Designing Connections




Pin (hinge)


Rigid connection

Connection Design
! Be

clear in the function of the connection

– What loads does it have to resist?
! How ! Will

could it fail? it be easy to maintain in the future?

Connection Design for Strength
Must Resist:
! Axial

forces forces

! Moment ! Shear



! What is the force on this bolt? .

As-built connection Initial connection design ! Everyone agreed to the design change without thinking of the implication .

Lessons from the Kansas City Collapse. align each member so the connection reduces to a single point ! For . 1981 ! Imagine that you are the structural element or the connection: how could the forces be transferred from one member to the other? axial force members.

) .Connection Geometry ! Centroid axis of each member should pass through the same point (particularly true for axial force structures like trusses.

Steel Bracing Connections ! Centroid axis of each member should pass through the same point .

Bolt in Single Shear ! Shear stresses try to “slice” the bolt equals shear force divided by the cross-sectional area of the bolt ! Stress .

Bolt in Double Shear ! Shear stress is one half the value of the applied load .

Example problem .5 in P 1 in ! What are the ways this connection could fail? (allowable stress = 10 ksi) .625 in .

Maximum axial stress on the bar: F = (Stress)(Area) = (10 ksi)(1 in)(0.625 in .5 in) = 5 kips (5000 pounds) .5 in P 1 in 1.Example problem .

2 kips (6.31 in2) F = (Stress)(Area) = (2)(10 ksi)(0.31 in2) = 6. Maximum shear across the pin: (area = 0.Example problem (in double shear. so half the load) 2.200 pounds) .

Example problem .625 in .5 in P 1 in ! Other modes of failure? (at least 3) .

625 in Tearing of end plate .5 in P 1 in ! Other modes of failure? .Example problem .

625 in Yielding across “eye” of bar .Example problem .5 in P 1 in ! Other modes of failure? .

Example problem Tearing of brackets Stress = (Force)(Area in shear) P ! Other modes of failure? .

5 in P 1 in ! Conclusion: Even the simplest connections can fail in many ways .625 in .Example problem .

beware of buckling (typically in plates) ! Compare ! If . and the lowest force value governs the design load capacity the joint acts in compression.Axial Force Connections ! Consider all sections of material where failure could occur allowable force for each section.

Moment Connections ! Tie flanges together to transfer moment .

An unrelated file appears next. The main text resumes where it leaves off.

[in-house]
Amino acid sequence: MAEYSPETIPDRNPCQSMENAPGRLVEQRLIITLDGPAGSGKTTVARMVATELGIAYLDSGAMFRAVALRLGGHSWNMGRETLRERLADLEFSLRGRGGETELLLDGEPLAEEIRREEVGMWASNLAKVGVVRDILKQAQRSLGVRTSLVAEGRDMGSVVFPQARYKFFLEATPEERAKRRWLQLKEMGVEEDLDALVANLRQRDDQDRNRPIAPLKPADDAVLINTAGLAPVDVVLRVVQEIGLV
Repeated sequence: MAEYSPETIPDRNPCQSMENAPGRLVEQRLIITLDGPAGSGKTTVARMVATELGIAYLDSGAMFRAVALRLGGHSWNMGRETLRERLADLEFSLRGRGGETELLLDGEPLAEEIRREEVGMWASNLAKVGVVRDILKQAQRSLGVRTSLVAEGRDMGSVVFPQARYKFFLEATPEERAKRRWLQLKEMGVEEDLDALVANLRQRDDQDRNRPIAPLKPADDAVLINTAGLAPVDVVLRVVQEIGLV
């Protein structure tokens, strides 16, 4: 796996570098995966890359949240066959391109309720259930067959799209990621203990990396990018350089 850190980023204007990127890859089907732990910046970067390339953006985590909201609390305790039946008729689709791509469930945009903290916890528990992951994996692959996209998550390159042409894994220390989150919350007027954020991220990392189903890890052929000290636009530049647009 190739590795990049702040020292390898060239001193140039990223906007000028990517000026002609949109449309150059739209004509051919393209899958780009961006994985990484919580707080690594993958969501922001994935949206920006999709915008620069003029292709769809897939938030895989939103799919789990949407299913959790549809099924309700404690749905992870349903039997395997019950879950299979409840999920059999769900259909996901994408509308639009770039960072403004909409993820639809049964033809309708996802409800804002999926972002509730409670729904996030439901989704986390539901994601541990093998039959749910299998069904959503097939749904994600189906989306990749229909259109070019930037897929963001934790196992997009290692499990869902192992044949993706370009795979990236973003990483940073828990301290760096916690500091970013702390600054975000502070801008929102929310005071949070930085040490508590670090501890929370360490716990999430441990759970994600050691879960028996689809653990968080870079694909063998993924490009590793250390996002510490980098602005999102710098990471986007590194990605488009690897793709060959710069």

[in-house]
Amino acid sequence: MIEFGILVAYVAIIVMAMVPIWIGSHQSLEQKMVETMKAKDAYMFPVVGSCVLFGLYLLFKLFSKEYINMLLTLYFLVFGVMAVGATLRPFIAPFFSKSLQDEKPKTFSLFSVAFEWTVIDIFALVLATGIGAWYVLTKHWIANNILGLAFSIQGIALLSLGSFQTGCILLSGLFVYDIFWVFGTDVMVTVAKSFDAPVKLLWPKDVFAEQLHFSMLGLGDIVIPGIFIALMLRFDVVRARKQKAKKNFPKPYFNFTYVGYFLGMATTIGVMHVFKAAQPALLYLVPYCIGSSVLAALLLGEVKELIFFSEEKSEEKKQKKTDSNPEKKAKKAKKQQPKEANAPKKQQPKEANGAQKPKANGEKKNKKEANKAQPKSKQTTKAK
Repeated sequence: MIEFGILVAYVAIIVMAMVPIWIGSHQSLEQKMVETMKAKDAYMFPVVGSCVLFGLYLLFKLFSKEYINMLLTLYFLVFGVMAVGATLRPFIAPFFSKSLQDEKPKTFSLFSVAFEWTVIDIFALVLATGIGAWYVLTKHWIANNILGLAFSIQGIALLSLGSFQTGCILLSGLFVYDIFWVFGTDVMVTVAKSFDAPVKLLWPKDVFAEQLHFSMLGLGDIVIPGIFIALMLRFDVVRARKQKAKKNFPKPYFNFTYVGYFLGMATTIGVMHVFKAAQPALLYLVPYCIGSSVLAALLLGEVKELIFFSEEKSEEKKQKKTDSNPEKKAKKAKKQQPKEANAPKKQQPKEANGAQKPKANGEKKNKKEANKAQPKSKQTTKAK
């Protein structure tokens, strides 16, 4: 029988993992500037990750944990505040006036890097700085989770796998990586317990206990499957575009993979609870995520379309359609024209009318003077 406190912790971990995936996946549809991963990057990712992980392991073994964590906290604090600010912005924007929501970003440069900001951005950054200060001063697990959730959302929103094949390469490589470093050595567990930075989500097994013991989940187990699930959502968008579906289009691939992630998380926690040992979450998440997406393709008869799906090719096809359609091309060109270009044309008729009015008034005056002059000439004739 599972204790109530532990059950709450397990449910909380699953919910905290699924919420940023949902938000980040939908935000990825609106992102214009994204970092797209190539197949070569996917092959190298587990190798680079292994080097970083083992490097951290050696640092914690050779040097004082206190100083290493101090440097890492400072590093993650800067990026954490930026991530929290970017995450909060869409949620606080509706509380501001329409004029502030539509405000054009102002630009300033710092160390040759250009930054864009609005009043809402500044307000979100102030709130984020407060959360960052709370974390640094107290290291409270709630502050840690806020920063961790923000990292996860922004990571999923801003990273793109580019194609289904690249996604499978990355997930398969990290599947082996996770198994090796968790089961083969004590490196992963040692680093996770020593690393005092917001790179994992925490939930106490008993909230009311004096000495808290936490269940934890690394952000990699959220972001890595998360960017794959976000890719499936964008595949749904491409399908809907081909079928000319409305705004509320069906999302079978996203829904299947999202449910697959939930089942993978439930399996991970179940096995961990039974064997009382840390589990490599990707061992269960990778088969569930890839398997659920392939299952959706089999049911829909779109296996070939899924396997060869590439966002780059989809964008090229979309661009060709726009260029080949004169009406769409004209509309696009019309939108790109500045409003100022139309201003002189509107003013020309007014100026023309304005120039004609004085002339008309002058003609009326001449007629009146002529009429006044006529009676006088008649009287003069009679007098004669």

Moment Connections P e M P ! Moment. ! Design P M = Pe P for axial force. P .

Shear Connections ! Use the web of the beam to transfer shear .

Shear Connections ! Use the web of the beam to transfer shear .

Wood has different properties with and against the grown: beware of splitting beam Will split along grain of sawn lumber column .Connections: Beware! 2.

Properties of Timber ! Cellular structure is very efficient ! Handles both compression and tension well ! Different strengths with and against the grain ! Inhomogeneous material with imperfections .

Metal Shear Plate on Wood ! Must consider various possible failure modes .

Connections: Beware! 4. Someone will have to disassemble your connection in the future: your construction today will be somebody’s problem in the future Case study: Williamsburg Bridge ! .

Williamsburg Bridge ! Carried traffic and trains throughout the 20th century But maintenance was neglected badly for decades In 1988 the poor condition of the bridge became an emergency ! ! .

Decay of Williamsburg Bridge ! Main cables had corroded badly (were not galvanized) Pin joints in the main trusses were corroded Rusted girders ! ! .

new roadways. new paint. etc… Original designers didn’t consider how to repair many elements . new bearings.1990-2005: Rebuilding the Williamsburg Bridge ! ! New cables. new girders.

Designing for Maintenance and Deconstruction ! Develop a maintenance plan for your structure Design components which are accessible and replaceable Avoid toxic materials which are hazardous for future repairs or demolition ! ! .

Connection Conclusions ! Design for strength: how could it fail? Design for serviceability: can it be maintained easily? To design a good connection you must know exactly what it has to do: seek clarity in design ! ! .

and I) Define fixity of nodes and connections Apply loads Run analysis and examine output 2. 6.Steps in Finite Element Analysis 1. 3. 4. . Define geometry Connect nodes with members Assign section properties (A. 5. E.

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